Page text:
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Air quality problematic in Berkeley building

January 11, 2001

Air quality problematic in Berkeley building



By BOB PARTLOW / Staff Writer, Martinsburg


MARTINSBURG, W.Va. - A new air quality problem has come to light at the Berkeley County administrative building already suffering from bad air.

The odor of sewer gas sometimes permeates the 100-year-old building at 126 King Street, county Facilities Manager Walt Davis told The Berkeley County Commission at its regular weekly meeting Thursday.

"It's not constant, it's an on and off thing," Davis said of the sewer smell.

The building already has been studied for other bad air problems that some believe may be causing allergy problems among the employees.

Several years ago, a sewer gas problem afflicted the courthouse at King and Queen streets. That was fixed when the building was renovated.

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Davis said he cannot find the source of the problem in the administrative building.

"I've been all over that building and I'm a plumber and I can't find it," he said.

He said he would probably put a smoke machine in the building to see where air flows and where the problem might be. "It's possible they left a (pipe) open when they renovated the building five years ago," he said.

Davis had previously recommended the building be torn down instead of spending the approximately $120,000 a consultant has said would be needed to fix it. That firm gave him an estimate this week of $11,000 to do the architectural and design work for any fix.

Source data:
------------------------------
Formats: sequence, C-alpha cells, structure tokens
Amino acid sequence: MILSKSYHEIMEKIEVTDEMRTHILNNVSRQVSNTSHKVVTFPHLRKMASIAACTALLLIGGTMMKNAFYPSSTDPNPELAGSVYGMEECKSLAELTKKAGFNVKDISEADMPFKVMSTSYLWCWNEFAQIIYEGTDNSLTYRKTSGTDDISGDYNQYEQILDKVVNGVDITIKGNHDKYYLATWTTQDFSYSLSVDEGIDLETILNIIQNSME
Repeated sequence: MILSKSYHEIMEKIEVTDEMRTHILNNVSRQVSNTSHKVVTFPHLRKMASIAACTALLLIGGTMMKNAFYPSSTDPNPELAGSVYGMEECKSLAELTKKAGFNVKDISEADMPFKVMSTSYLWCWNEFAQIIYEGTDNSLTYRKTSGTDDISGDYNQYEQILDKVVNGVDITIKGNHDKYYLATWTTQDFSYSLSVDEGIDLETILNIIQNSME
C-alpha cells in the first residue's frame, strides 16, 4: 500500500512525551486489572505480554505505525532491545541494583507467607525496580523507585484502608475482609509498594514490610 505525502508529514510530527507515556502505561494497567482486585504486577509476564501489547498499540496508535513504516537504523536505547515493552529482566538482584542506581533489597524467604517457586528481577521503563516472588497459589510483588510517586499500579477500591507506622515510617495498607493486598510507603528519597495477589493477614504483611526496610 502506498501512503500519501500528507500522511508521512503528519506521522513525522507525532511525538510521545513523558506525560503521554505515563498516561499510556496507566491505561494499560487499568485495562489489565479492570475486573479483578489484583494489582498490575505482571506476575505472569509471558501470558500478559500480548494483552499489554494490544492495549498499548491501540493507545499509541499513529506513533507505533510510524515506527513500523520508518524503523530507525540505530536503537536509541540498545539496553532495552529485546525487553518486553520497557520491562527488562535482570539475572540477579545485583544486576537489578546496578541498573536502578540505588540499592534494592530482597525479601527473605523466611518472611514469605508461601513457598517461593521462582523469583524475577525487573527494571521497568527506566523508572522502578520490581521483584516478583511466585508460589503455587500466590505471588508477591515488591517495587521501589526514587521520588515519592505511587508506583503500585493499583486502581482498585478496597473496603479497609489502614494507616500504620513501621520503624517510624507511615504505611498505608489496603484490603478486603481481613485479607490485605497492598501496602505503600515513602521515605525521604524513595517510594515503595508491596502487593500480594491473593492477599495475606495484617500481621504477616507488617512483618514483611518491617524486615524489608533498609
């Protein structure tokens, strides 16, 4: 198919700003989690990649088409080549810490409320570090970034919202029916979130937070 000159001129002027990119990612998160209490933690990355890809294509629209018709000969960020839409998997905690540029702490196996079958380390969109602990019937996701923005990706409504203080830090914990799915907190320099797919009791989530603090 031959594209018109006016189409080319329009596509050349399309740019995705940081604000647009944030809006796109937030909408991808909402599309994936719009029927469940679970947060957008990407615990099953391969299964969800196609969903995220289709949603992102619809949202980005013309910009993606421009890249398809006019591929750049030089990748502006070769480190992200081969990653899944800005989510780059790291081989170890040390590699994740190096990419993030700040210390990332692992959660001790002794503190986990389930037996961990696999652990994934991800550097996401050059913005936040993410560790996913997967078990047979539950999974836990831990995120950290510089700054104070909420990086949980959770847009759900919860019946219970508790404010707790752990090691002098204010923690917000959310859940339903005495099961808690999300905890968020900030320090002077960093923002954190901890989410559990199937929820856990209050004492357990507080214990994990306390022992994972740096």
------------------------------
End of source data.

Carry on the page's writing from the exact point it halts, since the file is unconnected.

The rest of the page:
Davis said he doesn't believe the county would be well served by putting money into a building that old.

Davis said after the meeting Thursday that the commissioners may find it better to stay in the building. Davis and the commissioners are working on forming a committee to study county building needs, with the possible idea of building a judicial and administrative center across King Street from the courthouse complex.

"Even if we get that approved, we won't have the building built for three years," Davis said. It might not be possible to lease space for the employees at a lower cost than fixing up the administrative building, he said.

Davis said the committee to study the county building and space needs should include the commissioners, perhaps the fire chief from Martinsburg, someone from The Berkeley County Building Commission, a local state legislator, historian, retired business people and citizens.

Commissioner Robert Burkhart said he wants to have elected officials on the committee.

"I think the people who work in the building day to day should be the ones to say 'this is what needs to be done,'" Burkhart said.

Davis has been pushing the idea of a new building for 10 years, but said the situation has become critical.

"We've actually in the past gotten up to the point of bidding on buildings, then backed away," he said. "That can't happen this time. We just don't have the space."

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